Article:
Some people on the internet aren’t particularly fond of New York City Mayor Bill de Blasio’s tip line for coronavirus social distancing violations — and that’s putting it lightly.
This is actually one of the more polite examples:
— Lizzy Lou Who 🇺🇸 (@_wintergirl93) April 18, 2020
That said, it remains unclear if the backlash comes from New York City citizens or people unhappy with the approach de Blasio took with the social distancing violation line (chances are there’s a big overlap between the two groups). A lot of the complaints seem politically motivated, though.
Sources from the New York Police Department (NYPD) told the NY Post the tip line had also received images of actual penises, as well as false tips de Blasio had “coofed” at passers-by. At some point, the deluge of off-color texts got so bad, the service had to be temporarily suspended.
“The city has begun vetting everything before dispersing the information to precincts,” an NYPD source told the NY Post.
De Blasio first announced the social distancing violation line in a tweet posted on April 18, encouraging people to snap photos of rule-breakers and report them.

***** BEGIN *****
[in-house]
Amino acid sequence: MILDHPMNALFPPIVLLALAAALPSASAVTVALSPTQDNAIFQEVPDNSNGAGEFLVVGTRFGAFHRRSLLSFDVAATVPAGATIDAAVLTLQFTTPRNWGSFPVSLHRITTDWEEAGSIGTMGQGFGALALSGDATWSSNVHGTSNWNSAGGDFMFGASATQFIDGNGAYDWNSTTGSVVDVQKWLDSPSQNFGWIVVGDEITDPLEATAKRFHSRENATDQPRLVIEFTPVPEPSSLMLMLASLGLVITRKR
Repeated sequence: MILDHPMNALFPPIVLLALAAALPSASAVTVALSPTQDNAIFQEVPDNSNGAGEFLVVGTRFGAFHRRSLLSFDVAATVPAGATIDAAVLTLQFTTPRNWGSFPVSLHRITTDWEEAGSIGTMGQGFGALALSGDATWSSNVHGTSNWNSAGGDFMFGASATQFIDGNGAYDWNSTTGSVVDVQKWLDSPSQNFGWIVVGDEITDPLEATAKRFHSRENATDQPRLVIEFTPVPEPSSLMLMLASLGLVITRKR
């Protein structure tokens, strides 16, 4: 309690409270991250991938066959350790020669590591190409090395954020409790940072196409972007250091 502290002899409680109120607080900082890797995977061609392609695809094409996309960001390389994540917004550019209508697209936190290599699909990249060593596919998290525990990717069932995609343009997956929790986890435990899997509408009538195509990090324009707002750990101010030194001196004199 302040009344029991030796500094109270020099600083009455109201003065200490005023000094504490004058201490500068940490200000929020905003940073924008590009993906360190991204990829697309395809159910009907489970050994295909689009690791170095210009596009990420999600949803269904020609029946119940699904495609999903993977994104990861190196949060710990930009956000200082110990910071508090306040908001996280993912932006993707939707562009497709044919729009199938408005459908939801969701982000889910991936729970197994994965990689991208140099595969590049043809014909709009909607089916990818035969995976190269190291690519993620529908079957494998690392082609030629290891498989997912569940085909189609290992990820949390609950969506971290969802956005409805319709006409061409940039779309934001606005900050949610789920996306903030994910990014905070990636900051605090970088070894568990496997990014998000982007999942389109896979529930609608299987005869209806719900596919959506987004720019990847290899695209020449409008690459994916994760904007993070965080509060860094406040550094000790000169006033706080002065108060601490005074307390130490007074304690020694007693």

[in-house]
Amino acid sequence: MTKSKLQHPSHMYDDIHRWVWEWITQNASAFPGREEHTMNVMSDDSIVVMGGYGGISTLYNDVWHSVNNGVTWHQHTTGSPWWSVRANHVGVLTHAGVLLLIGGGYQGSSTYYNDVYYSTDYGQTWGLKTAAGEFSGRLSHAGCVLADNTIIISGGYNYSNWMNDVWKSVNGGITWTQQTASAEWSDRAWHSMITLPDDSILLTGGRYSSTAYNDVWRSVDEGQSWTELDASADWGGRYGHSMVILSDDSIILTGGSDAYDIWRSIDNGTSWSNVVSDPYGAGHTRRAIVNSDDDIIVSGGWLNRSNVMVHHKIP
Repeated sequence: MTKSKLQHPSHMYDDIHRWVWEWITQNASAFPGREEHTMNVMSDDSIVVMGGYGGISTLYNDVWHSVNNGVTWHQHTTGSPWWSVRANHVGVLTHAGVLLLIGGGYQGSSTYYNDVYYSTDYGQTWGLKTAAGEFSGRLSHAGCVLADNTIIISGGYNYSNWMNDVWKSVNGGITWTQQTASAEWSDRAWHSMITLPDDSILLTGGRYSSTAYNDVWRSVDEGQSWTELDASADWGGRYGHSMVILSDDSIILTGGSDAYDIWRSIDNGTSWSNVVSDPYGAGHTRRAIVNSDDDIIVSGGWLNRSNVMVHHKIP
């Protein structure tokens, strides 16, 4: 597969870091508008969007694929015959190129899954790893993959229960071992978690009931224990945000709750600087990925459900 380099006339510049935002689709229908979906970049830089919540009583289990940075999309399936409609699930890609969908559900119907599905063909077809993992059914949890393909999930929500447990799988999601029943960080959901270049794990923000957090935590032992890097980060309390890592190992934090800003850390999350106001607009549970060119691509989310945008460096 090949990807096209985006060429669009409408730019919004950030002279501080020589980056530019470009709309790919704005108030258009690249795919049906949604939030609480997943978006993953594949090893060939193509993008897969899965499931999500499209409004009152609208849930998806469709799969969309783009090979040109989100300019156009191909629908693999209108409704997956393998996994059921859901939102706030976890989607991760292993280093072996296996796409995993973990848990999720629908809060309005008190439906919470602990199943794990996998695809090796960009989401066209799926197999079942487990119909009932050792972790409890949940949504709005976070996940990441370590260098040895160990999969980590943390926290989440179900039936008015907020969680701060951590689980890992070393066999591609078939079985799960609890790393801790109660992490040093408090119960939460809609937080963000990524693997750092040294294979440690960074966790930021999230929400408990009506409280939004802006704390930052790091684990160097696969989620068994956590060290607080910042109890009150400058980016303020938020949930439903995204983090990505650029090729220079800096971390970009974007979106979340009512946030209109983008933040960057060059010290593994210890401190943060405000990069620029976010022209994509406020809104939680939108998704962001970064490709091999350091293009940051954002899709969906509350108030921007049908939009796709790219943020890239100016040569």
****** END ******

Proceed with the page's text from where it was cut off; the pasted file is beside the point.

— Mayor Bill de Blasio (@NYCMayor) April 18, 2020
NYC has been hit pretty hard by the coronavirus pandemic, with nearly 140,000 confirmed cases so far. The violation tipping service aims to curb the spread.
Despite the flak, The Wall Street Journal reports more than 14,000 reports have been submitted to the line so far, but hardly any of the rule-breakers have faced any legal consequences.
In other parts of the world, governments have been working on mobile software to track coronavirus cases.
China rolled out an app that notified users if they had been in close contact with any infected individuals back in February, but later reports indicated the service was sharing citizen’s date with local police — a move many deemed as a violation of user privacy.
Russia, too, was reportedly developing a similar app, which many security experts worried could abuse the privacy of users. India is in a similar situation, with many citizens questioning how the government will handle their data — especially because of the country’s lack of privacy laws.
Big Tech is in on the coronavirus tracking business too, with Apple and Google teaming up to roll out a “a contact tracing approach designed with strong controls and protections for user privacy.” The companies are aiming to drop the first APIs in May, with plans to release the broader contact tracing system “in the coming months.”
Hopefully, it’ll be less intrusive than China’s alternative, and better received than de Blasio’s tipping line.